The European Union announces EUR 10 million to boost community-led innovative adaptation solutions

Creation date: 26 May 2021

1 June 2021, New York – The European Union has announced EUR 10 million for the United Nations Development Programme (UNDP)-led Adaptation Fund Climate Innovation Accelerator.

The funding builds on a multi-partner project, the ‘Adaptation Fund Climate Innovation Accelerator,’ launched in November 2020 with an initial US$10 million grant from the Adaptation Fund, and will support local entrepreneurs in developing countries to grow their innovative resilience-building solutions into viable business model that attract commercial financing.

UNDP will blend comparative strengths of the two partners in the project – UN Environment and the Climate Technology Centre and Network – and provide not only grant funding for incubating ideas but also capacity-building in business skills, technical support, and advocacy support.

“Emerging from the multiple extreme weather disasters and the COVID-19 pandemic last year, we heard a great many stories of grassroots resilience, proactiveness and solidarity – these were both inspiring and instructive, casting a light on the role of local people in responding to immediate crises,” said Haoliang Xu, Assistant Administrator and Director of the Bureau for Policy and Programme Support, UNDP. “With this in mind, and with the support from the EU and the Adaptation Fund, we hope to make innovation, finance and technical support much more accessible to local stakeholders, placing them at the heart of our work to climate change resilience.”

Many vulnerable local communities have not adequately benefited from the tremendous progress made at global and national levels in climate change governance architecture, adaptation financing and technology transfer. This is partly because local communities largely remain at the receiving end of solutions and are not effectively involved in designing their own futures.   

At the same time, the need for adaptation continues to grow as climate change impacts become more prominent, and the imperative to scale tested solutions is increasingly paramount.

While local entrepreneurs, non-government organizations and civil society organizations often have innovative, home-grown ideas for resilience-building, with their typical business acumen and financial standing they are often far from the level of readiness typically required by now-proliferating impact accelerators, social innovation funds, and social incubators.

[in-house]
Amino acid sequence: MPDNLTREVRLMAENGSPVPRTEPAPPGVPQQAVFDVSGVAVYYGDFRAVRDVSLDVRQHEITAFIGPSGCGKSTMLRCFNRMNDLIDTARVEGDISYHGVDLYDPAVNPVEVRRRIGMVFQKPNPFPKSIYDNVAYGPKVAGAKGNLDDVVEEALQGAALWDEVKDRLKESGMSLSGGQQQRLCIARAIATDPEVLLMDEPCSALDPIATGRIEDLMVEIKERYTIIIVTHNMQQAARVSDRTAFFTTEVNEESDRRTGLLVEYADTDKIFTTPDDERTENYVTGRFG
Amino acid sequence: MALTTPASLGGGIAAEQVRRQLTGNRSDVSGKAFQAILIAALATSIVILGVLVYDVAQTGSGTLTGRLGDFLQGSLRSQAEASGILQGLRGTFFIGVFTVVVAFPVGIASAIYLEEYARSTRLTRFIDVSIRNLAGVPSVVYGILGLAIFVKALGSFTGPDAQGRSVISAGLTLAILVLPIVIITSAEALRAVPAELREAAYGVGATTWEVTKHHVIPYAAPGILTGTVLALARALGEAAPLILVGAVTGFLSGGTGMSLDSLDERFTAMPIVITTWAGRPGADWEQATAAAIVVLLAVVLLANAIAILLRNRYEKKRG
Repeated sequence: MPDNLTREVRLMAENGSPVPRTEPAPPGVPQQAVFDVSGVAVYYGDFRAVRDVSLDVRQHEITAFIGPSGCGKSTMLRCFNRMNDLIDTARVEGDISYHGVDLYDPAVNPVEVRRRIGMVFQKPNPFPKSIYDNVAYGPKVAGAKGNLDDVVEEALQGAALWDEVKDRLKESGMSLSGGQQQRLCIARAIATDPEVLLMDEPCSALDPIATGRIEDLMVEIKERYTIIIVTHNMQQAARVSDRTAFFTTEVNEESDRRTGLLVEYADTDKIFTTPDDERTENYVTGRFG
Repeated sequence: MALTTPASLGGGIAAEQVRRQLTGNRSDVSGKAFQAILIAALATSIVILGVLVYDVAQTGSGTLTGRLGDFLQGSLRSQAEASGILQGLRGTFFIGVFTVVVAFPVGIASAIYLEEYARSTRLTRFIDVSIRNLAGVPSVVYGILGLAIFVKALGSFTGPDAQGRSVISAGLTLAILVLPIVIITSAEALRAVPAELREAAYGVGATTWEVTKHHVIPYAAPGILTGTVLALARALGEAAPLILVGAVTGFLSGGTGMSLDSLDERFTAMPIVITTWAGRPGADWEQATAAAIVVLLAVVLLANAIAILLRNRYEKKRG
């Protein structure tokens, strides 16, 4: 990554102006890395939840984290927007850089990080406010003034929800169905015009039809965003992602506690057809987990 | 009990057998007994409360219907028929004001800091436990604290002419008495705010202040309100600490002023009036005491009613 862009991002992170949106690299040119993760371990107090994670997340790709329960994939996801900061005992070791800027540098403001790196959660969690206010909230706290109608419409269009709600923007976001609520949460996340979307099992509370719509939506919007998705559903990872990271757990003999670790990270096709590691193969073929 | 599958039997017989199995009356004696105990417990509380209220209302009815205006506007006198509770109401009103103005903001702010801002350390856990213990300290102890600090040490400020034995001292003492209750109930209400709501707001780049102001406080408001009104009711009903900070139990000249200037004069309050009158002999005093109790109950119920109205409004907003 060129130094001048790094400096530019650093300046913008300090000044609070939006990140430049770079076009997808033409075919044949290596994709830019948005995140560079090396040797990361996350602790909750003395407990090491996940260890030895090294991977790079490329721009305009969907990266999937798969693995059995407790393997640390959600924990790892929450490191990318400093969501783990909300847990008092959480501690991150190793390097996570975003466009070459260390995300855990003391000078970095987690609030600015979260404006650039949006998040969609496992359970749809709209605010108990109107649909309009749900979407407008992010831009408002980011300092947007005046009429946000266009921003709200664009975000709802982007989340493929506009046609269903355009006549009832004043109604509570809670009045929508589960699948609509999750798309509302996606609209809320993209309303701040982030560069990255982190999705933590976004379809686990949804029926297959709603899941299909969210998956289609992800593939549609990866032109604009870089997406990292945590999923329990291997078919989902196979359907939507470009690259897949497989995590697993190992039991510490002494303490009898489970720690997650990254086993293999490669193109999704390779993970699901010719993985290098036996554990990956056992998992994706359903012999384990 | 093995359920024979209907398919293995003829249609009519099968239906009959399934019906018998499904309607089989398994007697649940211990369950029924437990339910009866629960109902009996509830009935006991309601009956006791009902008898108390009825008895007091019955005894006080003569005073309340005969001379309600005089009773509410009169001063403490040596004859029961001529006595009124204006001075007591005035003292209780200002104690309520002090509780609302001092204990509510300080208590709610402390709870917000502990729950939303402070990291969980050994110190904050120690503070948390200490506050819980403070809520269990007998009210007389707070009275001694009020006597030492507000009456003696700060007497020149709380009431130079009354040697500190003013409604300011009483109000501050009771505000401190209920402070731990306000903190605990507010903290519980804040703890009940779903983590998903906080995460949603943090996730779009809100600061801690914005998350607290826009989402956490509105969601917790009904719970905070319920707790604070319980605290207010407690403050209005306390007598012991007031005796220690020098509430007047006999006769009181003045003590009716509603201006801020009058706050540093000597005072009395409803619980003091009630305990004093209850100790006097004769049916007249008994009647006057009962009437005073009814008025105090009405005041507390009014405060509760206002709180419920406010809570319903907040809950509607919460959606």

This is this space that the Adaptation Fund Climate Innovation Accelerator is intended to fill.  

The Adaptation Innovation Marketplace

Consensus on the need to accelerate locally led adaptation emerged at the back-to-back Gobeshona Conference and Climate Adaptation Summit in January this year. 

The Adaptation Innovation Marketplace (AIM) was launched by UNDP Administrator Achim Steiner at the latter. It is a symbolic yet strategic initiative that promotes scaled-up adaptation at the local level, focusing on civil society, non-government organizations, and women and youth innovators. The marketplace crowds in resources, know-how and support to facilitate local access to climate change finance.

The AIM platform is made possible through UNDP’s partnerships with the International Centre for Climate Change and Development, the Least Developed Countries Universities Consortium on Climate Change, the Global Resilience Partnership, the Climate-Knowledge Innovation Community, and World Resources Institute.

The Adaptation Fund Climate Innovation Accelerator is integrated within the AIM and will benefit from knowledge management and sharing, global partnerships and investment brokering services that the AIM offers.

Accelerating action

UNDP actively supports over US$1 billion in climate resilience investments from donors such as the Green Climate Fund, the Global Environment Facility and the Adaptation Fund, as well as bilateral and multilateral partners including the European Union. The projects span close to 100 countries, including 43 least developed countries and 14 small island developing states, and have supported more than 19 million people in building more resilient lives and livelihoods.

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